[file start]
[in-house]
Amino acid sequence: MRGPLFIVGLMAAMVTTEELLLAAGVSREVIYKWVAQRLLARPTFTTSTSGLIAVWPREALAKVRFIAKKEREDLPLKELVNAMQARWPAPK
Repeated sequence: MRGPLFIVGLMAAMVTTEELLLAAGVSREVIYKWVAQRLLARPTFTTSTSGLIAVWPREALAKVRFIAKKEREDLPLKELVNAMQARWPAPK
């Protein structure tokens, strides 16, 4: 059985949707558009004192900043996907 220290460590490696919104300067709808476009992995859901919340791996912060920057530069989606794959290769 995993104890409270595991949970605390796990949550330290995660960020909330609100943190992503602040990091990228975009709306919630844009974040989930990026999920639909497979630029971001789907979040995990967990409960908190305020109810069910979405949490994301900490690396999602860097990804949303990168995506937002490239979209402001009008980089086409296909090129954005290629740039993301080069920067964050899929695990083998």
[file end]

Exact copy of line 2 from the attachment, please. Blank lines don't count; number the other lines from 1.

Amino acid sequence: MRGPLFIVGLMAAMVTTEELLLAAGVSREVIYKWVAQRLLARPTFTTSTSGLIAVWPREALAKVRFIAKKEREDLPLKELVNAMQARWPAPK